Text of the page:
It has gradually been dawning on people that the thing common to us all – our immediate consciousness — is a complete mystery. How do you get feelings of aesthetic appreciation, acts of spiritual love, or the thought processes that led to Einstein’s general theory of relativity — out of brain matter?
The big trend toward materialism started with the 17th century Scientific Revolution. It climaxes in the 20th
century with behaviorism and other attempts to eliminate or invalidate
the mental. The renaming of academic departments of psychology as
departments of neuroscience illustrates this expulsion of psyche from
But there are signs of reversal of this trend. The various attempts
to explain away the mental side of nature ultimately failed, not
squaring with logic or experience. One big thing remained a thorn in the
side of materialism: the blatant irreducibility of our own
consciousness. A pain in the philosophical neck, science can’t explain
it or its relationship to the brain. This is the famous “hard problem”.
Unfortunately for our materialist friends, nowadays there’s much talk
of animal consciousness. Despite Darwin’s groundbreaking study, The Expression of the Emotions in Man and Animals,
until about thirty years ago it was taboo to talk as if non-human
animals had feelings — joy, pain, hope, fear, love, and so forth.
Ideology would conjure them right out of existence.
You may feel good when your dog gazes into your eyes with gratitude
after giving her a treat. But be assured; there is nothing going on
behind that gaze. Behind the curtain of the seeming drama of terrestrial
animal life, all is blank, all is void. Thus the wisdom of scientific
But a cure of this almost inconceivable obtuseness is possible. The
cognitive ethologist, Marc Bekoff, explains why scientists deny animal
feelings in his extraordinary book, The Emotional Lives of Animals (2007). For one thing, critics dread being seen as “unscientific”. It could mean loss of prestige or you could lose your job.
There’s also this: if animals have feelings, humans would have to
reform their treatment of animals. We would question behavior that
tortures, exploits, and destroys animals for commercial or scientific
ends. Animal consciousness has subversive implications, and threatens to
rattle the moral imagination.
Research is full of amazing accounts of animal behavior and
sensitivities, for example, the story of the octopus, told in a book by
Sy Montgomery whose title says it all, The Soul of an Octopus (2005) and whose subtitle says even more: A Surprising Exploration into the Wonder of Consciousness.
But now something else. I was struck by an online BBC story, “Do We
Underestimate the Power of Plants and Trees” (November, 2015).
Scientists from Italy, British Columbia, Japan, and Tel Aviv make
surprising claims about the behavior and awareness of plants.
An excellent documentary online, What Plants Talks About,
features James Cahill, an experimental plant ecologist who uses
time-lapse photography to show how plants move and behave in directed
ways. Cahill demonstrates how a plant moves toward a target and “knows”
the difference between a nutrition patch and a decoy.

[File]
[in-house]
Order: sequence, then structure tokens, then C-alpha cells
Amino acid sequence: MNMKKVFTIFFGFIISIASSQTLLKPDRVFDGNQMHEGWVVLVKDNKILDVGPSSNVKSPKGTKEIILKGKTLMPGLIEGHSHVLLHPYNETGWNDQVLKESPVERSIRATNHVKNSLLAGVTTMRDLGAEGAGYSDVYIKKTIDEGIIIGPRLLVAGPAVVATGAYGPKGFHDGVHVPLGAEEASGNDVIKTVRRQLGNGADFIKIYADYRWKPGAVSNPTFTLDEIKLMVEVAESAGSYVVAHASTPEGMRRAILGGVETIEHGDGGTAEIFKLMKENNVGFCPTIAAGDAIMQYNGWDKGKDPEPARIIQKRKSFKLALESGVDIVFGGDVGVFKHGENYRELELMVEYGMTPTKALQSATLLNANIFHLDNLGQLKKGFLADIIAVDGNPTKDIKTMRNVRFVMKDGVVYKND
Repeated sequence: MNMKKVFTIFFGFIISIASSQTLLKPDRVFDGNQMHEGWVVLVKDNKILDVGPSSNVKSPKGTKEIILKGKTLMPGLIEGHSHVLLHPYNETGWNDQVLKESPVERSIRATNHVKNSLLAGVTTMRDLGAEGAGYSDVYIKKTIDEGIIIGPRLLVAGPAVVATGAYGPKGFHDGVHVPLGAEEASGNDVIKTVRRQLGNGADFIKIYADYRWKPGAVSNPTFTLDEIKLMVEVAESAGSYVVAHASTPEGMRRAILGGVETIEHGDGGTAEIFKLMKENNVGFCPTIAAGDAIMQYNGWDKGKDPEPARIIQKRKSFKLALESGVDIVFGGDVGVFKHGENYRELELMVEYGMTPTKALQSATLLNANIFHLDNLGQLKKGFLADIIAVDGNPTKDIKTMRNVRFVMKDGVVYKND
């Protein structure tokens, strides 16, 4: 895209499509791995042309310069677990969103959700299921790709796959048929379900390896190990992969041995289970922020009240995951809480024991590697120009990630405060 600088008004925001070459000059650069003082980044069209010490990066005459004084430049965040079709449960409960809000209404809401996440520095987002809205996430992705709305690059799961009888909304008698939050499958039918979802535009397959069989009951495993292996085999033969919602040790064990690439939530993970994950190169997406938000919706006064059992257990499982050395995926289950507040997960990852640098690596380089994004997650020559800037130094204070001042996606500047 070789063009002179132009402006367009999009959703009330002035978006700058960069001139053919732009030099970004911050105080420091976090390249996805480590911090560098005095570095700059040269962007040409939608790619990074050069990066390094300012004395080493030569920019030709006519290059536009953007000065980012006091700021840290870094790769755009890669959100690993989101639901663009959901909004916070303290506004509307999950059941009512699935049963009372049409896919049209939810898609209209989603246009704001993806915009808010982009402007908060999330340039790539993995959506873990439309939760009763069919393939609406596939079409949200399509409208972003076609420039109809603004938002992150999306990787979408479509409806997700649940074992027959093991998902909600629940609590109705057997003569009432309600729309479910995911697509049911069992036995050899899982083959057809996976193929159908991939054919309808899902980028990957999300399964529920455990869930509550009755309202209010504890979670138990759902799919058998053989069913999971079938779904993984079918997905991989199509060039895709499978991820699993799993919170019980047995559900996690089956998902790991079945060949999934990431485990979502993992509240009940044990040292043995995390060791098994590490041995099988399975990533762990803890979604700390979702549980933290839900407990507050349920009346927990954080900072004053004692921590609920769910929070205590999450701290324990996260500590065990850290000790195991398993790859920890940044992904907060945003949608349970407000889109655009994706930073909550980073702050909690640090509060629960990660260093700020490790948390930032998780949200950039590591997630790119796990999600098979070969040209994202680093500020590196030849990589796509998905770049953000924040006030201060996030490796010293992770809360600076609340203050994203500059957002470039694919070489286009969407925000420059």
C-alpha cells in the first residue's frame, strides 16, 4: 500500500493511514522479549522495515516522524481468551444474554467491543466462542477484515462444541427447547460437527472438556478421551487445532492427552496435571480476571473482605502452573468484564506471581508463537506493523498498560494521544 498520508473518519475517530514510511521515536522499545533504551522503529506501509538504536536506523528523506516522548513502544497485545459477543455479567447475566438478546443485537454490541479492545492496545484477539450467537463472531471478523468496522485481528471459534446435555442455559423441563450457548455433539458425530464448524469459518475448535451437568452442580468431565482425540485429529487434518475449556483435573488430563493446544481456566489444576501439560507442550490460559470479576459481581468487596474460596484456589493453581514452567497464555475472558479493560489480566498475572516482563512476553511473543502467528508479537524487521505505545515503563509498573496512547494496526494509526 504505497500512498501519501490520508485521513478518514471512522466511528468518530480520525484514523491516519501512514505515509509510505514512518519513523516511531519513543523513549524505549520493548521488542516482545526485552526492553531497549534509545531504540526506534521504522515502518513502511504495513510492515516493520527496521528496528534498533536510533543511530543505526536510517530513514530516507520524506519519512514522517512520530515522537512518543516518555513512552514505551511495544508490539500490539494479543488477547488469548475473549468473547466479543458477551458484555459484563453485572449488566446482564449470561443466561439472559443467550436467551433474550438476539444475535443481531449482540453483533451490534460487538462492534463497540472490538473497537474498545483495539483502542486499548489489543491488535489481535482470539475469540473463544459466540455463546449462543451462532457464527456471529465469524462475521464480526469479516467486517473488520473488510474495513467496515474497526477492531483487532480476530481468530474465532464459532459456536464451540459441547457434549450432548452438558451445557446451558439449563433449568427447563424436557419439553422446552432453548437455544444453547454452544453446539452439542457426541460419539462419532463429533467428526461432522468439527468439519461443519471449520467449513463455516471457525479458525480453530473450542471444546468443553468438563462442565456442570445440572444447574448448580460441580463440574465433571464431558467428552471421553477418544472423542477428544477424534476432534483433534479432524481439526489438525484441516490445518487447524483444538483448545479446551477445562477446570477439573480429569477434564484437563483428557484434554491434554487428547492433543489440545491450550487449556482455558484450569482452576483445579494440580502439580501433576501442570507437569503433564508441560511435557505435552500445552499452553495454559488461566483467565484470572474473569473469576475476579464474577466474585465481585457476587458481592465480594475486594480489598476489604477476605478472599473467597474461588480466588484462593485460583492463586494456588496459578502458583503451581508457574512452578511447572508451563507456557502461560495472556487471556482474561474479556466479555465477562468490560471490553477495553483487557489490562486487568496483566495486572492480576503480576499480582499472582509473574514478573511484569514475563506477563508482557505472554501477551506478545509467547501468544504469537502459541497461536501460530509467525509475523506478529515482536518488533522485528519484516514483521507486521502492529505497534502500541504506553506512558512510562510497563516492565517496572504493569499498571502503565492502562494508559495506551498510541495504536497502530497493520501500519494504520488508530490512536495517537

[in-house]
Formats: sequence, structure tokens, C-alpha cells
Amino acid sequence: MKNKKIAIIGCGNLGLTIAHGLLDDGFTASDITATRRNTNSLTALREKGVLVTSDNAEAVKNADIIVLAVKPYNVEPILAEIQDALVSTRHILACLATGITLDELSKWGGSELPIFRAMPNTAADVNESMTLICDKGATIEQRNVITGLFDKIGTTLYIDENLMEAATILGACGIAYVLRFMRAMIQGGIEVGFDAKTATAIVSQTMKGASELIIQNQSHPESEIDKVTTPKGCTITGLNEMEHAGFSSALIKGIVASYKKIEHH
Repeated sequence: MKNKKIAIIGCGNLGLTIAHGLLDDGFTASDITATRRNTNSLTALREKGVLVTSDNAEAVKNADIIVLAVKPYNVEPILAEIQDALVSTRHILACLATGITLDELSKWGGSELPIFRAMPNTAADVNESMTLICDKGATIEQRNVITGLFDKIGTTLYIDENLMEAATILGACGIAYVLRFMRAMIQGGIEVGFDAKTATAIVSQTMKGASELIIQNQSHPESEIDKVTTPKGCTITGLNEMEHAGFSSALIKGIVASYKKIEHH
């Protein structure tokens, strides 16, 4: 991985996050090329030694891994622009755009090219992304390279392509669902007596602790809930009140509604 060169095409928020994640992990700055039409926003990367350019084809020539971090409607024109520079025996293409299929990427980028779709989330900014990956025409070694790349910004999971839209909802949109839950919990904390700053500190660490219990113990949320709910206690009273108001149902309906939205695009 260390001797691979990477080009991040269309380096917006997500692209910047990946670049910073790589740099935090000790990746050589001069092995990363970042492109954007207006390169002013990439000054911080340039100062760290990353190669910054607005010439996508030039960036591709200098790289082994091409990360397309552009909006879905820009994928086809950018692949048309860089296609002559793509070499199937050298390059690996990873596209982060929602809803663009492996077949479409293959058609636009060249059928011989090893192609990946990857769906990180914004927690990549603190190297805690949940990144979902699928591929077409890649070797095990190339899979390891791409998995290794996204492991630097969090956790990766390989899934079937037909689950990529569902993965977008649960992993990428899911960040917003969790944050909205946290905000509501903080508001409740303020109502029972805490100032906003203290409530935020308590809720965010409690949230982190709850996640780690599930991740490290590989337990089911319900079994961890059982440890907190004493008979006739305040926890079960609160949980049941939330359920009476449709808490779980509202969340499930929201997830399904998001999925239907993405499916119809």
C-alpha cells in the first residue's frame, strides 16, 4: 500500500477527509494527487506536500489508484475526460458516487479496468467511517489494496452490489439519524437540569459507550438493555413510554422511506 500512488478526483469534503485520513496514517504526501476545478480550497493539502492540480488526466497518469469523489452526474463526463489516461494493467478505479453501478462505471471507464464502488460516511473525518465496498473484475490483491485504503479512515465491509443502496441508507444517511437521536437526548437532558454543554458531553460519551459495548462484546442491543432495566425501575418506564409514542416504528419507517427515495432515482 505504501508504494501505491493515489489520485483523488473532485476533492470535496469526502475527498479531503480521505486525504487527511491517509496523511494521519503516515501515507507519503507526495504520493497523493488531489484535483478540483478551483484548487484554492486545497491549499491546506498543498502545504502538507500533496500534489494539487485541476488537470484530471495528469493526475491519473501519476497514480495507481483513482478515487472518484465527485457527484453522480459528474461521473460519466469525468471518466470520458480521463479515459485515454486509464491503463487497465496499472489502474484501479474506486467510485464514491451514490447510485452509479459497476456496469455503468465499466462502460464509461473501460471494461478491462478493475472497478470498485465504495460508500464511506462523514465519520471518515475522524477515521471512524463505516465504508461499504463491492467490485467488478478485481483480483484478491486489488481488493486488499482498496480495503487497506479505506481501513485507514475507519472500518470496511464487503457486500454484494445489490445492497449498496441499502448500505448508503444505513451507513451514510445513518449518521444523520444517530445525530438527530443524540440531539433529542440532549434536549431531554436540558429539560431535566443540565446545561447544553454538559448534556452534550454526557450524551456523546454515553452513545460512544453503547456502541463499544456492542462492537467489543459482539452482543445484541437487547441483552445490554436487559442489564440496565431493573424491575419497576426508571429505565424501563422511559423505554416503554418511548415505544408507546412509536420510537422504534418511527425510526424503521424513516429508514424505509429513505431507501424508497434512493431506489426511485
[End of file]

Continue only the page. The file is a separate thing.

Researchers from Alberta, Canada, describe the foraging behavior of
roots and the amazing, deep underground world below the visible forest.
They describe the hidden social life of the forest. Forests, we’re told,
are systems of cooperation.
All these researchers admit there is a mystery. Plants have neither
sense organs nor brains. Yet they seem to have perceptions and show
directed movements. How is that possible? It looks as if the whole world
of life, animal and plant, is rooted in a great living consciousness.
So then is the entire physical universe also somehow part of a
conscious reality? Panentheists think so, for example. For a brilliant
essay on this topic, see the concluding chapter by Michael Murphy in Beyond Physicalism
(2015, eds. Kelly, Crabtree, and Marshall) If the whole of nature is
conscious or at least, as quantum physicist Henry Stapp suggests,
proto-conscious, what about another question we might ask: what happens
to our inner life after our bodies die?
The idea of after-death consciousness makes scientists even more
squeamish than the idea that Rover has a sense of humor or that
brainless plants show awareness. Disembodied centers of consciousness
are impossible to a physicalist but not to one who construes
consciousness as an irreducible factor in the natural world.
As the consciousness of animals was officially banished from
existence by ideologues, so has science performed a similar magic act of
wiping out the very notion of afterdeath consciousness. But attitudes
on both are going through sea-changes.
Consider this analogy. Early thinkers began with a pretty tiny,
contracted conception of the physical world. Think of the pint-sized
Ptolemaic mundus and then fly forward to the present, to our
vast, expanding, accelerating universe. The conception of physical
reality has grown enormously into infinite outer space and way down into
the fey world of the quantum.
Why then, I’d like to ask, should the mental or spiritual dimension
of reality turn out to be any less vast, astonishing, and momentous? As
far as I can see, our mental horizons are now trending toward expansion.
The need for such expansion has perhaps never been so urgent.